Contributing to an immoral system, by choice, would be grossly immoral.

If I am reading your point correctly, I agree. We live in a mixed system, where some functions of the system are legitimate and some aren't. This must change. However, at the current point while the system is still salvageable the only moral choices are comply under compulsion while operating to change the system, or decided that the damage is too great and escape/destroy the system. Illegally boycotting funding of legitimate services personally used as part of a general boycott does not seem moral to me. Demanding free defense from people providing legitimate services to you on the basis that other components of the protective organization are flawed and unjust is unethical. Ethically, a total boycott of payment should be accompanied by a total boycott of services. The compulsion must be removed from government funding. The rampant corruption and waste must be removed from government funding. However, legitimate services are still provided and anyone enjoying those services has an ethical responsibility to pay.

anyone who manages to create wealth and keep it away from the government is a hero of mine.

To me, only if they manage full escape. Not if they do so while appealing to government protection from force and fraud. A hero to me fights or escapes. Not hides while expecting the other subjects to pay for his defense.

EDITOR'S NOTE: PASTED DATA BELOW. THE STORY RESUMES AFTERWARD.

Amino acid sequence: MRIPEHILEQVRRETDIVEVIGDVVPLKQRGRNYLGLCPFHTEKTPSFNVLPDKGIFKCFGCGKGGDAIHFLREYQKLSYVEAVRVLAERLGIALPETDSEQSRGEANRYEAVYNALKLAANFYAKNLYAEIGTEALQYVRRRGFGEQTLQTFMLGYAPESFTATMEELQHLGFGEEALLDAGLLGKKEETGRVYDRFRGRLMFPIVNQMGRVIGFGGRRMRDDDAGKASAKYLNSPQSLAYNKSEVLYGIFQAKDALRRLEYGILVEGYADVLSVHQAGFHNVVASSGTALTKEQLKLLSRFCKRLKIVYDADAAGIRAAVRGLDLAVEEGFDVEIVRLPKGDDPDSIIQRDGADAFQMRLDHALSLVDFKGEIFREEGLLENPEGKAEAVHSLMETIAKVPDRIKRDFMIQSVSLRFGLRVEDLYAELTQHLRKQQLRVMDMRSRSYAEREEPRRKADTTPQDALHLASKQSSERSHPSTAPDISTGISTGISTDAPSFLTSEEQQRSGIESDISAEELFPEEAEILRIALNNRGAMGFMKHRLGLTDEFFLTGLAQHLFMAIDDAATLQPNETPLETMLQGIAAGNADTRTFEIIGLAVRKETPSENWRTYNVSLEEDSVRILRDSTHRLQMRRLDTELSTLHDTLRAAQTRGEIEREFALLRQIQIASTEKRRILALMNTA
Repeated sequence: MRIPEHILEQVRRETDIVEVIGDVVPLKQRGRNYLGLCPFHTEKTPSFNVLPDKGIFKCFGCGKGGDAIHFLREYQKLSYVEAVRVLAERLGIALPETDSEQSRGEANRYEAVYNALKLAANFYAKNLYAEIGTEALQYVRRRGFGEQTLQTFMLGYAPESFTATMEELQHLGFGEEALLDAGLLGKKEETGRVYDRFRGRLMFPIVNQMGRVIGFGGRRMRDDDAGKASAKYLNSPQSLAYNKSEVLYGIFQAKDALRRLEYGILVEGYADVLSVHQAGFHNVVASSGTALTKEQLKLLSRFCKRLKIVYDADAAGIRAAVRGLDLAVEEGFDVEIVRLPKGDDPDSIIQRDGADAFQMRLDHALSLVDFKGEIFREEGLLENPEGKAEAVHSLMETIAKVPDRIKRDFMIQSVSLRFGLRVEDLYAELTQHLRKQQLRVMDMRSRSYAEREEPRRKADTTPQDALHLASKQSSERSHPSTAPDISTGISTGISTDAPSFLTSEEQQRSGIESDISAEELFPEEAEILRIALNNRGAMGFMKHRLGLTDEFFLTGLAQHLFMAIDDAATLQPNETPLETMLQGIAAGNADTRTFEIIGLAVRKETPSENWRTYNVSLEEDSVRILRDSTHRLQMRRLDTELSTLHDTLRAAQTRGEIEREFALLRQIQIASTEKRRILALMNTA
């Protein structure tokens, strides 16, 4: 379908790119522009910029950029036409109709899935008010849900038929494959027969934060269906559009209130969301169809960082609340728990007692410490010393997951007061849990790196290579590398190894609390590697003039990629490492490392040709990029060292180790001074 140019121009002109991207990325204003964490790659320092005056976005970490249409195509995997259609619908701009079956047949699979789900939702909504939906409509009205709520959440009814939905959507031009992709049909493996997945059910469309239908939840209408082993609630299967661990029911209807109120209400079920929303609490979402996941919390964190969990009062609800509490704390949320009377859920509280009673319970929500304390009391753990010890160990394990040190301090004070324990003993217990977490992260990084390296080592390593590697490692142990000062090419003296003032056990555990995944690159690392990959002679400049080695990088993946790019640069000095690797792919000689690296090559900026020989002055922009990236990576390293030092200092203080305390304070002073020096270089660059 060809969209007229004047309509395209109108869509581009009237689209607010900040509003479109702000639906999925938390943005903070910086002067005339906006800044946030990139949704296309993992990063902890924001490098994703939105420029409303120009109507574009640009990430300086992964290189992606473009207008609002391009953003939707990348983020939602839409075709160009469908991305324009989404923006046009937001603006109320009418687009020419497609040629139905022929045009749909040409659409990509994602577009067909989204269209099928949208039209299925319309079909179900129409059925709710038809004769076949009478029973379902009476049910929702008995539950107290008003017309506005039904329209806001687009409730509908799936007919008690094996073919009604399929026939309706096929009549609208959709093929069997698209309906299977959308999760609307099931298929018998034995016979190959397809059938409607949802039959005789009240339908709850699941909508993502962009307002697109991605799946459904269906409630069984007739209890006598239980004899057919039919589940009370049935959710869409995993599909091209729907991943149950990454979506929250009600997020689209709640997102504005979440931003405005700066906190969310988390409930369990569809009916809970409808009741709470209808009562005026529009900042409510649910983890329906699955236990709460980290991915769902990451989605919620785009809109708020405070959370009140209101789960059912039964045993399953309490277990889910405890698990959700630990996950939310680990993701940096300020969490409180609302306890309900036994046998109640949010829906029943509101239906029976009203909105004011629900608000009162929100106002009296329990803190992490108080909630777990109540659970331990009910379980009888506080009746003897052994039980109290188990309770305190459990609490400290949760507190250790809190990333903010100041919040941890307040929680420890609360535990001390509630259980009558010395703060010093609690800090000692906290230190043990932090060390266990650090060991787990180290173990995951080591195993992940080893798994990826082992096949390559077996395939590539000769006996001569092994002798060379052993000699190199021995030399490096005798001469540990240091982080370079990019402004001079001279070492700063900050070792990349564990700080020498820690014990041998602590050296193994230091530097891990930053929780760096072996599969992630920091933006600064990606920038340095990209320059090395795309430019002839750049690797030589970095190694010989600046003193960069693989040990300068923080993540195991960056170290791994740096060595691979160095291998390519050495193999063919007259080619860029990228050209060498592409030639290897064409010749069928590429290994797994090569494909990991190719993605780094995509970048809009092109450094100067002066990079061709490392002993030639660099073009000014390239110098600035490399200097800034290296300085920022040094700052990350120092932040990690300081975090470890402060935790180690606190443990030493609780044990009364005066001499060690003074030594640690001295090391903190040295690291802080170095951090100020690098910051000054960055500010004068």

If everyone did the same, we would live in a better world.

The context given was not a large tax boycott movement. Such a thing would be a deliberate action of change or destruction of the entire system. Such a thing would be welcome (by me at least). No other information was given outside of a citizen in the current system not paying taxes, and presumably continuing to appeal to the system for defense. If the intended context was otherwise I've already made my point that general boycott combined with general refusal of use is moral.

And no, there isn't a way to "exit the system", or "jump the fence". If there was a better place, in which government is properly limited, then going there would be the moral choice. Since there isn't, the moral choice is to limit your contributions to this immoral system to whatever you're forced to contribute. If you can get away with not contibuting anything, then that's the moral choice.